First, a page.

New award wages and allowances come into effect from 1 July 2018. If you’re an employer, it’s important that you are aware of the new rates and apply them. The Fair Work Ombudsman’s online Pay Calculator can help you determine the right rates to apply
Quote of the month
“Many of life’s failures are people who did not realize how close they were to success when they gave up.”
Thomas A. Edison
$10k limit on cash payments to business
One of the interesting approaches to tackling the black economy in the recent 2018-19 Federal Budget was the announcement of a $10,000 limit on cash payments to business.
Unrecorded and untaxed transactions that occur in the community are estimated at up to 3% of GDP or around $50 billion. We have all seen examples of the black economy in action in the form of cash payments and money not ringing through a retailer’s till. This initiative targets high value transactions that are generally used to avoid tax obligations or for laundering the proceeds of a crime
How will the new rules work?
The cash payment limit targets larger cash payments – typically made for cars, yachts and other luxury goods, agricultural crops, houses, building renovations and commodities – removing the ability of any individual or business to make a single cash transaction of $10,000 or more.
The limit would apply to all payments made to businesses with an ABN for goods or services. The impending restrictions would not apply to private sales where the seller does not have an ABN, or cash payments to financial institutions.
Transactions at or in excess of the $10,000 threshold would need to be made electronically or by cheque. Splitting the payment into smaller amounts either as cash payments or a combination of cash and electronic payments would not be allowed. There would also be restrictions to prevent payment structuring to get around the payment limit.
At present, only financial services, banks and gambling industries have obligations for cash transactions of $10,000 or more. Under the Anti-Money Laundering and CounterTerrorism Financing rules, transactions of $10,000 or more must be reported to the Australian Transaction Reports and Analysis Centre (AUSTRAC) within 10 working days.
Australia will not be the first country to introduce cash payment limits; France, Spain and Italy all impose limits at varying levels and generally for much smaller amounts than $10,000. For example, France imposes a EUR 1,000 limit for goods and EUR 450 for certain services. There are some exemptions for non-residents, salaries paid in cash, and for those who do not have access to any other form of payment.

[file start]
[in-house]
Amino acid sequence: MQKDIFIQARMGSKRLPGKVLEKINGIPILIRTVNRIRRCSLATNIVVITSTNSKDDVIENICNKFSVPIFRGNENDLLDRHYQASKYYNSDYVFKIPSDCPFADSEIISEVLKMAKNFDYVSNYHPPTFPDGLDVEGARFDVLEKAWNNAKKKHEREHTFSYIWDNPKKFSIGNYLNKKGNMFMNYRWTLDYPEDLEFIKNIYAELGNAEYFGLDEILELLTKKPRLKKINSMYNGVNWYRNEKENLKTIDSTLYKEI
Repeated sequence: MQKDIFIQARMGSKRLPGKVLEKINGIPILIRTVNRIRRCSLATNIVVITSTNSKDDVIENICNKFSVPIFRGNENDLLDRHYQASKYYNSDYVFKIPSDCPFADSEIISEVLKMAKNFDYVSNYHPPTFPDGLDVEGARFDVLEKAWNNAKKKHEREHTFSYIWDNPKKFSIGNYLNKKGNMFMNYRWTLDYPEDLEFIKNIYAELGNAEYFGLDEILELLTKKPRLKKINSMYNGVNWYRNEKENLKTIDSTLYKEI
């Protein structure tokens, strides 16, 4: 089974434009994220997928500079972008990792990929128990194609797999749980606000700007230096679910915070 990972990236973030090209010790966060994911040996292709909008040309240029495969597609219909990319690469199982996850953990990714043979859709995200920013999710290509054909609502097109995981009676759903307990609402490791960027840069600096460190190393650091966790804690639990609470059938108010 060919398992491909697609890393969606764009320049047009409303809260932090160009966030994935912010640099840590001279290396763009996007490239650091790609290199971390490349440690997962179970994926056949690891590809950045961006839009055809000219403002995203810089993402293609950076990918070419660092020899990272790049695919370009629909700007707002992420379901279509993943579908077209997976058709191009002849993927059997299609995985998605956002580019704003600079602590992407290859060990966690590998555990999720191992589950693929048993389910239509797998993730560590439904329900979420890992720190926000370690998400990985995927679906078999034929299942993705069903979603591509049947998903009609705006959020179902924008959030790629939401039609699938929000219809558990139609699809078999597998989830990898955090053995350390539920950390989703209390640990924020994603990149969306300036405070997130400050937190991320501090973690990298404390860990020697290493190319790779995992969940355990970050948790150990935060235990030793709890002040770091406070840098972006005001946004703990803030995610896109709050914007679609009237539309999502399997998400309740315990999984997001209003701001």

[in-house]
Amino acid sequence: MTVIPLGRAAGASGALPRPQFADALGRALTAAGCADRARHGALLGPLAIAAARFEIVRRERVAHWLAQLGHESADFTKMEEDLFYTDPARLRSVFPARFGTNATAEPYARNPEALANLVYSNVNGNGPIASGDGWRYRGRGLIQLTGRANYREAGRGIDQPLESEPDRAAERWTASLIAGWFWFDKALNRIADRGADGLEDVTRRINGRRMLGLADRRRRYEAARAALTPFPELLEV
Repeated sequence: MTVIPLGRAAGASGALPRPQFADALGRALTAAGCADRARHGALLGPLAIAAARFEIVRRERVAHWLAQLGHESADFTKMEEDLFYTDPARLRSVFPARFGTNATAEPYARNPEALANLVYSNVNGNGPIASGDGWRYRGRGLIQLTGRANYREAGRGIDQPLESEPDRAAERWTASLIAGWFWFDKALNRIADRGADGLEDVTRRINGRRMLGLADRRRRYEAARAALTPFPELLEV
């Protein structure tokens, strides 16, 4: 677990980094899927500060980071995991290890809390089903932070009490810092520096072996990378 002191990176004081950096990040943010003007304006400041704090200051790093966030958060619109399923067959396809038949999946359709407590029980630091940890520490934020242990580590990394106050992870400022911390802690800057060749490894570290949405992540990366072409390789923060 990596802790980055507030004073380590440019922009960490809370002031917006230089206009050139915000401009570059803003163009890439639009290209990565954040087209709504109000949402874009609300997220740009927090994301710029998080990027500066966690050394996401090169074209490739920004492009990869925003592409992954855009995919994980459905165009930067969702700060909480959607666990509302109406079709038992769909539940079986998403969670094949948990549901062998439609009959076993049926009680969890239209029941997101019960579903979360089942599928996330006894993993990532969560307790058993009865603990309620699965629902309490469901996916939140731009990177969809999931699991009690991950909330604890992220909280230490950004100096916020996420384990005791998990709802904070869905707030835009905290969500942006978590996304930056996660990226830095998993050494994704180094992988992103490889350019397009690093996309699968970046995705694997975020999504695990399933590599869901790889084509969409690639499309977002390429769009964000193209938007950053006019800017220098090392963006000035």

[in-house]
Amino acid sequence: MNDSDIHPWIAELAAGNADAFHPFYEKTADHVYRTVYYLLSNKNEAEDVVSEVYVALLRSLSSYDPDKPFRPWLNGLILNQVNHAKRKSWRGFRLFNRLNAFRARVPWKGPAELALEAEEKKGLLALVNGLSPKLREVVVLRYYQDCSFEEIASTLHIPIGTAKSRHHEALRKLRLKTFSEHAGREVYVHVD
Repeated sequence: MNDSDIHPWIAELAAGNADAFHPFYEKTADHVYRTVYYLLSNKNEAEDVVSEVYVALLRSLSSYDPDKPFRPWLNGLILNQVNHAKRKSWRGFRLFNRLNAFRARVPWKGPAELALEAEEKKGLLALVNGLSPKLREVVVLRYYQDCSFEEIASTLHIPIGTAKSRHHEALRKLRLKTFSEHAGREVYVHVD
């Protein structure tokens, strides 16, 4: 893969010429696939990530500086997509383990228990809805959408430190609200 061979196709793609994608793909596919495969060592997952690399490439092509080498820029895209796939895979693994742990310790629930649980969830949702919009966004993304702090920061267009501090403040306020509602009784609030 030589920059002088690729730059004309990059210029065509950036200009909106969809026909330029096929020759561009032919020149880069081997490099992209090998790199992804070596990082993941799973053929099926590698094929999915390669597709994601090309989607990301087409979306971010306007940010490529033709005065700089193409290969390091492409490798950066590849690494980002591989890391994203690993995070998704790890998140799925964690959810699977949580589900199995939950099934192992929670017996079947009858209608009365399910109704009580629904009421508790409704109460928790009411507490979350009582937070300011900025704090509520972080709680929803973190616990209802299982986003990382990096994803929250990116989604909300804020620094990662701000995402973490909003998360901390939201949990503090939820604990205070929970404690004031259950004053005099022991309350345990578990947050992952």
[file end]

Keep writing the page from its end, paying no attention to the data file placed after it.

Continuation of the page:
The Australian limit on cash transactions is intended to apply from 1 July 2019. The legislation enabling the measure is currently in consultation phase and is not yet law. We will keep you up to date on progress
$20k accelerated deductions for small business extended another year
The ability for small business entities to claim an immediate deduction for assets costing less than $20,000 has been extended for another 12 months until 30 June 2019.
From 1 July 2019, the immediate deduction threshold will reduce back to $1,000.
There are no limits to the number of times you can use the immediate deduction assuming your cashflow supports the purchases.
If your business is registered for GST, the cost of the asset needs to be less than $20,000 after the GST credits that can be claimed by the business have been subtracted from the purchase price. If your business is not registered for GST, it is the GST inclusive amount.
Second hand goods are also deductible. However, there are a number of assets that don’t qualify for the instant asset write-off as they have their own set of rules. These include horticultural plants, capital works (building construction costs etc.), assets leased to another party on a depreciating asset lease, etc.
If you purchase assets costing $20,000 or more, the immediate deduction does not apply but small businesses have the ability to allocate the purchase to a pool and depreciate the pool at a rate of 15% in the first year and 30% for each year thereafter.
1 July 2018 Personal income tax cuts
New personal income tax rates come into effect from 1 July 2018. The top threshold of the 32.5% personal income tax bracket will increase from $87,000 to $90,000. Dovetailing into the tax bracket change is the introduction of the Low and Middle Income Tax Offset for those with taxable incomes up to $125,333. The offset is a non-refundable tax offset that you receive when you lodge your income tax return.
If your annual taxable income is $80,000 in 2018-19, then the personal income tax changes provide an annual tax reduction of $530 per year. If your annual taxable income is $120,000, then the changes give you an annual reduction of $215.